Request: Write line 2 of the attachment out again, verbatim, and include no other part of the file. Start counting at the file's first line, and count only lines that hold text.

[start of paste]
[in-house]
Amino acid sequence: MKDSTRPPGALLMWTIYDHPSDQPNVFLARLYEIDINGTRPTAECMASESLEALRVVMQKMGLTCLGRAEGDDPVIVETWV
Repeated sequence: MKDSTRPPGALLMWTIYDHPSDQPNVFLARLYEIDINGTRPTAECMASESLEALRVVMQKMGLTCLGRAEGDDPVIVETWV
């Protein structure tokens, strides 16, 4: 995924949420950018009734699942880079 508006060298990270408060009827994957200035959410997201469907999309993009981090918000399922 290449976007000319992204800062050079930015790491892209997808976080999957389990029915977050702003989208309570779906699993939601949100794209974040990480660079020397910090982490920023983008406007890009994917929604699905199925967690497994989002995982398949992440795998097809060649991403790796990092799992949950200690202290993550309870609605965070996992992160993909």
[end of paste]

Amino acid sequence: MKDSTRPPGALLMWTIYDHPSDQPNVFLARLYEIDINGTRPTAECMASESLEALRVVMQKMGLTCLGRAEGDDPVIVETWV